Hmm. My understanding of paying the difference was if you got say an 85 kwh battery an you owned a 60. So I must have missed something.

I thought I read somewhere it would be based on the age of the battery (assuming equivalent original capacity). Elon was saying in an interview about charging based on age difference if you kept a newer battery, but who knows what they will actually decide to do.
 

hans

P631
Sep 27, 2012
1,132
13
Menlo Park
Do you have some way to put the sticker on the pack and check it later? Are you going to put the car on a lift, undo all the bolts, and remove the cover to check for the sticker? Inquiring minds want to know.

I was just going to reach under and slap a unique sticker on the bottom of the pack (being careful not to cover any of the bolt holes). Any place I can reach is a place I can check again.
 

pilotSteve

Active Member
Jul 14, 2012
1,470
1,337
Prescott Az
I was just going to reach under and slap a unique sticker on the bottom of the pack (being careful not to cover any of the bolt holes). Any place I can reach is a place I can check again.

Hmm there is a word for this: software! Each pack has multiple CPUs to track and manage various aspects of battery. I'm sure there is flash memory built in also to track: unique serial number, number of swaps, cycles, temperature extremes and possibly location and temperature at EACH CHARGE in the pack's life time. I think it would be reasonable to assume Tesla will come up with a pricing model based on cycles and capacity consumed.
 

djp

Model 3 Performance
Aug 28, 2011
1,120
59
Toronto, Canada
Hmm there is a word for this: software! Each pack has multiple CPUs to track and manage various aspects of battery. I'm sure there is flash memory built in also to track: unique serial number, number of swaps, cycles, temperature extremes and possibly location and temperature at EACH CHARGE in the pack's life time. I think it would be reasonable to assume Tesla will come up with a pricing model based on cycles and capacity consumed.

The capacity of the pack can also be measured directly. The Calculated Amp hour Capacity (CAC) is reported in Roadster logs and available on the diagnostic port. This is probably what they'll use to price battery upgrades.
 
Jan 6, 2012
216
85
I was just going to reach under and slap a unique sticker on the bottom of the pack (being careful not to cover any of the bolt holes). Any place I can reach is a place I can check again.

So you're saying the bottom cover is part of what gets swapped. I assumed that cover is not part of the pack and stays with the car. I wish we could have seen what happened below the stage in the swap demo. I don't know if I want to be driving around, even temporarily, with a cover that someone else may have scraped up.
 

hans

P631
Sep 27, 2012
1,132
13
Menlo Park
So you're saying the bottom cover is part of what gets swapped. I assumed that cover is not part of the pack and stays with the car. I wish we could have seen what happened below the stage in the swap demo. I don't know if I want to be driving around, even temporarily, with a cover that someone else may have scraped up.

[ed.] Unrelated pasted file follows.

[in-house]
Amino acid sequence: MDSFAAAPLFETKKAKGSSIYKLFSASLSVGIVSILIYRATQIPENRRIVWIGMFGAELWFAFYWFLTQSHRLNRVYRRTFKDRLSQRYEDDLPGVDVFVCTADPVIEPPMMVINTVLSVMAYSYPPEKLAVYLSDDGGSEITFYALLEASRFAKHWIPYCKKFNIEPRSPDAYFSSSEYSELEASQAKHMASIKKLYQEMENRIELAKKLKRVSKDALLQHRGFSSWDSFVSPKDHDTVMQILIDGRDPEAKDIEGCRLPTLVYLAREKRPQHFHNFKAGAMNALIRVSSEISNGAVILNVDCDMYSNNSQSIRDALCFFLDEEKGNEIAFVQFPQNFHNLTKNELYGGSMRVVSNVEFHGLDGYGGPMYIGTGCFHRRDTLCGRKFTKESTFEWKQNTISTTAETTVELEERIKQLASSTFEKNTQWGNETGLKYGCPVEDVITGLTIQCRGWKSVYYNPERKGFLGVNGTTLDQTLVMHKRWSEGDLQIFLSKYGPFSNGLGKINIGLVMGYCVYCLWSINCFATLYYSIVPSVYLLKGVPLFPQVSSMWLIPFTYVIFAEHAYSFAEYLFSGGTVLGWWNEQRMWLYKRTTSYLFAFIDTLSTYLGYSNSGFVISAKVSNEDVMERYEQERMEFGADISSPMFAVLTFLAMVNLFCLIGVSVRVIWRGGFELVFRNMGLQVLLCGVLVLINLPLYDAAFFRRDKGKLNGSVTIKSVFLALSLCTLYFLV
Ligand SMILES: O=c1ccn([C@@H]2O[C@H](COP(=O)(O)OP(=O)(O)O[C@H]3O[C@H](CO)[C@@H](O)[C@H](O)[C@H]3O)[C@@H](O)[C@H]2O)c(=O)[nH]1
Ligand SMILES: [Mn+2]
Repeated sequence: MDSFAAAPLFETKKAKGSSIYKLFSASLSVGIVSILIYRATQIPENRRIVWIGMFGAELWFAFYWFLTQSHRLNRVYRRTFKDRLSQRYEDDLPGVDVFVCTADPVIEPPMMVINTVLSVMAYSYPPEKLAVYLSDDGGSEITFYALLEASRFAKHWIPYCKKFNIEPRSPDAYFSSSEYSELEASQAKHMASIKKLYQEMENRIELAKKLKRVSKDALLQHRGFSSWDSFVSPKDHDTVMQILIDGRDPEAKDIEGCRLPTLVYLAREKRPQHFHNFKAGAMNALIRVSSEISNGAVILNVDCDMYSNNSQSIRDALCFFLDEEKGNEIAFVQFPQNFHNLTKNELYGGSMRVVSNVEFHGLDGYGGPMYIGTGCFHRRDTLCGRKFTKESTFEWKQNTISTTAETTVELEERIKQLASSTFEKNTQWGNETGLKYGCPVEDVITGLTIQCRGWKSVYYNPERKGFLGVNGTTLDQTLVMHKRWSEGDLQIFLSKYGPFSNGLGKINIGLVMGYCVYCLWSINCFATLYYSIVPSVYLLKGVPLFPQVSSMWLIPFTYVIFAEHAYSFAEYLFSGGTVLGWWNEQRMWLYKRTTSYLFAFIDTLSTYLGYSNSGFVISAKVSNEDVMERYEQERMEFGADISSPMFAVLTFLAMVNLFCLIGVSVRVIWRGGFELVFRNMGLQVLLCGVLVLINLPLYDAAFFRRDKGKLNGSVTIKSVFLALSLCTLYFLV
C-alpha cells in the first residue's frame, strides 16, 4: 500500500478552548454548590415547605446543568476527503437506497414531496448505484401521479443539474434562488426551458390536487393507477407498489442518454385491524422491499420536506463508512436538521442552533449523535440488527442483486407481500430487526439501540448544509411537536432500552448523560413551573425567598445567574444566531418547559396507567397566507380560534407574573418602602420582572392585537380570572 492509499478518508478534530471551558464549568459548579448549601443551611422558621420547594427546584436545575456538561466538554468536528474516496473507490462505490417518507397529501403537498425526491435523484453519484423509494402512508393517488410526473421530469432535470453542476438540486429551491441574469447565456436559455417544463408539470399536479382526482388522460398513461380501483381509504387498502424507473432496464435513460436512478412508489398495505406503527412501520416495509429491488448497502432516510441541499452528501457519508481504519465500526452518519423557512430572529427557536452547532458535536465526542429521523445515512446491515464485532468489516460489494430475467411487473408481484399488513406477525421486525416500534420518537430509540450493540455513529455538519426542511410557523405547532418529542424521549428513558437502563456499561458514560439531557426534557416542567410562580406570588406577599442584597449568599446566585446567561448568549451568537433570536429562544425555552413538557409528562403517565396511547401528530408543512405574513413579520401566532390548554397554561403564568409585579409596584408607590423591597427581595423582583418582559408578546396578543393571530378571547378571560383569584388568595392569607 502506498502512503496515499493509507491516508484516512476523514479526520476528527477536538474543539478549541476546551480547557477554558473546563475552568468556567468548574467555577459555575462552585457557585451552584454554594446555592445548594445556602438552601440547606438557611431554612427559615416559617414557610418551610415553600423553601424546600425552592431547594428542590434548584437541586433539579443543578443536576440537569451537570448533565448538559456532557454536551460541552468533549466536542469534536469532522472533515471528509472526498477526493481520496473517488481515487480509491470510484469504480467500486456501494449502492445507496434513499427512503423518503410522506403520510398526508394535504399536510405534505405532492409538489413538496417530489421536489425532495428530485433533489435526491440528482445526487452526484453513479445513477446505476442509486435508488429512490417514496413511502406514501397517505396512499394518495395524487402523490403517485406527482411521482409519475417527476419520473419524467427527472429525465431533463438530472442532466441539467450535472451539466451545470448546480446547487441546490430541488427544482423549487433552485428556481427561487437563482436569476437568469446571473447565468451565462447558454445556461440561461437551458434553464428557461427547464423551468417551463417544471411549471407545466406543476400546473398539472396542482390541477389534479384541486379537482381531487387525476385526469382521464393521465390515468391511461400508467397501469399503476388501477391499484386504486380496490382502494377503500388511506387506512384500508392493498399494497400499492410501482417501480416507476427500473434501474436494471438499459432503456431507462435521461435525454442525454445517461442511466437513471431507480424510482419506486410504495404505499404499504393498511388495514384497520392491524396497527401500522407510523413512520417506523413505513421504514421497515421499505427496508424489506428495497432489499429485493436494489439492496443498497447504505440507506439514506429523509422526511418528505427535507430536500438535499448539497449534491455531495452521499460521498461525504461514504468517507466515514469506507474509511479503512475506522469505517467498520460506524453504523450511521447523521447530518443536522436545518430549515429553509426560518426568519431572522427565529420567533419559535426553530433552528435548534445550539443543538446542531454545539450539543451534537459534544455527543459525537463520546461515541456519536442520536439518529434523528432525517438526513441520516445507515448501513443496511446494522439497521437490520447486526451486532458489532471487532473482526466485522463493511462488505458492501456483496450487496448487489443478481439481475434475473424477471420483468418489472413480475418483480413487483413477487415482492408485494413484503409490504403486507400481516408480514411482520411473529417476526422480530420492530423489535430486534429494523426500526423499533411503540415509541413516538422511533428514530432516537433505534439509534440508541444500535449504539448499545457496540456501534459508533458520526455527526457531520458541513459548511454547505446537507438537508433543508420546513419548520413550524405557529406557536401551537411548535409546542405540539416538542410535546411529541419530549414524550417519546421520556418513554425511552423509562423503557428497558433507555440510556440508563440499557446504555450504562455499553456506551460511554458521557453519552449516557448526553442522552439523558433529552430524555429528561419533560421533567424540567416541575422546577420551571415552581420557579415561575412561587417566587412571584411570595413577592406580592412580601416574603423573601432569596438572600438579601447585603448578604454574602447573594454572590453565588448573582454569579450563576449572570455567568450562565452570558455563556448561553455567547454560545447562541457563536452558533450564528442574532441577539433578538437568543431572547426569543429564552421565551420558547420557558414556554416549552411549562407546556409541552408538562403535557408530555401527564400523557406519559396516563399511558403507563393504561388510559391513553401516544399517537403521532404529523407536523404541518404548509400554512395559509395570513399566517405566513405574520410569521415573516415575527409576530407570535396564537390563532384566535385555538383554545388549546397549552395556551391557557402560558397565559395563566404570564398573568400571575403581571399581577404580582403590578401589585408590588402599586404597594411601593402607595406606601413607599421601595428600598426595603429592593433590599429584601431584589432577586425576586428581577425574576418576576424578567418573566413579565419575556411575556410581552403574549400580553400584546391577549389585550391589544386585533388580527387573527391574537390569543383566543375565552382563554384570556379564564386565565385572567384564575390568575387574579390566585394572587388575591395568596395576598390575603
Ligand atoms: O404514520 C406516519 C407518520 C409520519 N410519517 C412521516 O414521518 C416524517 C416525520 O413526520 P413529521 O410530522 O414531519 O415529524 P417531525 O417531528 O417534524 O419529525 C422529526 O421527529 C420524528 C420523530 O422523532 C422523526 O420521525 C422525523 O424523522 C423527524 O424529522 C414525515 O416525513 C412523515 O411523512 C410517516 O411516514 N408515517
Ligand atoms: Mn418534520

Yes, the bottom "cover" is part of the battery pack. If you look at the bottom of your car, you are looking at the battery pack.

fe_9171226_600.jpg
 

GasDoc

Member
Nov 15, 2012
806
492
SF Bay Area
Here's a picture if my pack from the topside.

The hump is the coolant reservoir and sits at the front of the pack.

I think the black things are protective caps that cover quick disconnects for coolant.

ImageUploadedByTapatalk1373589715.232122.jpg
 

Andrew

Model S #6151, Model 3 #1576
Mar 11, 2013
434
208
Santa Monica, CA
I've been tracking this thread for awhile now, and the only thing that seems to keep coming up is that... we Just. Don't. Know.

And really, it's because Tesla doesn't really know, either. The only thing everyone seems to agree on is that 90% is significantly better than 100%, and as you go lower than 90%, the incremental improvement in battery life has diminishing returns.

My theory about all this 50-100% slider business? I think that Tesla implemented the slider so they could track all of it and look at real-world data across all of our cars. Eventually they'll crunch the numbers and figure out the best recommendations.

And then maybe, someday, if we're really lucky, they might actually include a battery degradation % as part of the warranty coverage.
 
  • Informative
Reactions: Vern Padgett

kendallpb

Model S: P 8061
Oct 29, 2010
1,251
52
MD, USA
My theory about all this 50-100% slider business? I think that Tesla implemented the slider so they could track all of it and look at real-world data across all of our cars. Eventually they'll crunch the numbers and figure out the best recommendations.

That's . . . a pretty good theory. I mean, a bunch of people wanted it, so I suspect that's a big chunk of it, but I could see Tesla going "hey, this would be really useful for us, too...let's add the feature."

I mean, we all know we're guinea pigs regardless, right? ;-) Even without the slider.
 

xray

P85 6313 - X Res 3450
Feb 7, 2013
146
0
Newport Coast, CA
I've been tracking this thread for awhile now, and the only thing that seems to keep coming up is that... we Just. Don't. Know.

And really, it's because Tesla doesn't really know, either. The only thing everyone seems to agree on is that 90% is significantly better than 100%, and as you go lower than 90%, the incremental improvement in battery life has diminishing returns.

My theory about all this 50-100% slider business? I think that Tesla implemented the slider so they could track all of it and look at real-world data across all of our cars. Eventually they'll crunch the numbers and figure out the best recommendations.

And then maybe, someday, if we're really lucky, they might actually include a battery degradation % as part of the warranty coverage.

also agree, very good theory!